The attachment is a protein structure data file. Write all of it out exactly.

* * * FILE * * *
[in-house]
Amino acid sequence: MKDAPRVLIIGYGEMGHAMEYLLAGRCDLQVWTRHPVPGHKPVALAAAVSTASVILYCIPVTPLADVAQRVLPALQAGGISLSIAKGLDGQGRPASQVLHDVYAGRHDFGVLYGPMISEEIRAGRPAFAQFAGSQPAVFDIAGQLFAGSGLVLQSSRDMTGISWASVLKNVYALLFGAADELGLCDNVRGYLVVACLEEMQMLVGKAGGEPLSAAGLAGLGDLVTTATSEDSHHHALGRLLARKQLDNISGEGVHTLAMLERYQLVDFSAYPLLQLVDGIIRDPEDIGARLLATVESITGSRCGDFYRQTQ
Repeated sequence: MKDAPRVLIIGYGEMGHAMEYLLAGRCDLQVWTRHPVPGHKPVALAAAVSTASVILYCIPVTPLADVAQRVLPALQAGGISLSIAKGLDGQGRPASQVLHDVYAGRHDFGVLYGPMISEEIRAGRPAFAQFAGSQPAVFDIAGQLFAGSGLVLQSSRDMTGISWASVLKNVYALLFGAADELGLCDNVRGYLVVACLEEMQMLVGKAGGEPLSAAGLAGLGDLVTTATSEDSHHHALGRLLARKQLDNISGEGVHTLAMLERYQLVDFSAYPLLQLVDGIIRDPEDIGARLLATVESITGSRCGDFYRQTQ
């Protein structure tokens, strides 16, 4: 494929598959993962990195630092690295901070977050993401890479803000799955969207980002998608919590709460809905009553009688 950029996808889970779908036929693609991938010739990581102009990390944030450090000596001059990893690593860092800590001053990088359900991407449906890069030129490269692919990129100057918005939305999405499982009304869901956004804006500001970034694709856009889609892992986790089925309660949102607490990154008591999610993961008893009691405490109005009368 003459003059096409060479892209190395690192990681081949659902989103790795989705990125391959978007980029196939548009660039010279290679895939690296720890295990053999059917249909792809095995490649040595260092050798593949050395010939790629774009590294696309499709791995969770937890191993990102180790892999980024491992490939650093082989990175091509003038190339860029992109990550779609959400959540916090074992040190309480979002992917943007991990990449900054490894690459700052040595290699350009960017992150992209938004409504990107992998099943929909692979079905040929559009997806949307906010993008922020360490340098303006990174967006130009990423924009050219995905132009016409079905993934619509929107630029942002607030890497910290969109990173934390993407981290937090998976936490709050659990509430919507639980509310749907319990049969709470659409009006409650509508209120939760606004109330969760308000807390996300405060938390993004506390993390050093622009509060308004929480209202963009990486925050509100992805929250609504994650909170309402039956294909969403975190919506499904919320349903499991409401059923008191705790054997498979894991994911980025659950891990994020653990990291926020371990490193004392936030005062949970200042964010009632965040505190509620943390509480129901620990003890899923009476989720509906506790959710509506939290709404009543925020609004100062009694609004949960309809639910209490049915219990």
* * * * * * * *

[in-house]
Amino acid sequence: MKDAPRVLIIGYGEMGHAMEYLLAGRCDLQVWTRHPVPGHKPVALAAAVSTASVILYCIPVTPLADVAQRVLPALQAGGISLSIAKGLDGQGRPASQVLHDVYAGRHDFGVLYGPMISEEIRAGRPAFAQFAGSQPAVFDIAGQLFAGSGLVLQSSRDMTGISWASVLKNVYALLFGAADELGLCDNVRGYLVVACLEEMQMLVGKAGGEPLSAAGLAGLGDLVTTATSEDSHHHALGRLLARKQLDNISGEGVHTLAMLERYQLVDFSAYPLLQLVDGIIRDPEDIGARLLATVESITGSRCGDFYRQTQ
Repeated sequence: MKDAPRVLIIGYGEMGHAMEYLLAGRCDLQVWTRHPVPGHKPVALAAAVSTASVILYCIPVTPLADVAQRVLPALQAGGISLSIAKGLDGQGRPASQVLHDVYAGRHDFGVLYGPMISEEIRAGRPAFAQFAGSQPAVFDIAGQLFAGSGLVLQSSRDMTGISWASVLKNVYALLFGAADELGLCDNVRGYLVVACLEEMQMLVGKAGGEPLSAAGLAGLGDLVTTATSEDSHHHALGRLLARKQLDNISGEGVHTLAMLERYQLVDFSAYPLLQLVDGIIRDPEDIGARLLATVESITGSRCGDFYRQTQ
């Protein structure tokens, strides 16, 4: 494929598959993962990195630092690295901070977050993401890479803000799955969207980002998608919590709460809905009553009688 950029996808889970779908036929693609991938010739990581102009990390944030450090000596001059990893690593860092800590001053990088359900991407449906890069030129490269692919990129100057918005939305999405499982009304869901956004804006500001970034694709856009889609892992986790089925309660949102607490990154008591999610993961008893009691405490109005009368 003459003059096409060479892209190395690192990681081949659902989103790795989705990125391959978007980029196939548009660039010279290679895939690296720890295990053999059917249909792809095995490649040595260092050798593949050395010939790629774009590294696309499709791995969770937890191993990102180790892999980024491992490939650093082989990175091509003038190339860029992109990550779609959400959540916090074992040190309480979002992917943007991990990449900054490894690459700052040595290699350009960017992150992209938004409504990107992998099943929909692979079905040929559009997806949307906010993008922020360490340098303006990174967006130009990423924009050219995905132009016409079905993934619509929107630029942002607030890497910290969109990173934390993407981290937090998976936490709050659990509430919507639980509310749907319990049969709470659409009006409650509508209120939760606004109330969760308000807390996300405060938390993004506390993390050093622009509060308004929480209202963009990486925050509100992805929250609504994650909170309402039956294909969403975190919506499904919320349903499991409401059923008191705790054997498979894991994911980025659950891990994020653990990291926020371990490193004392936030005062949970200042964010009632965040505190509620943390509480129901620990003890899923009476989720509906506790959710509506939290709404009543925020609004100062009694609004949960309809639910209490049915219990």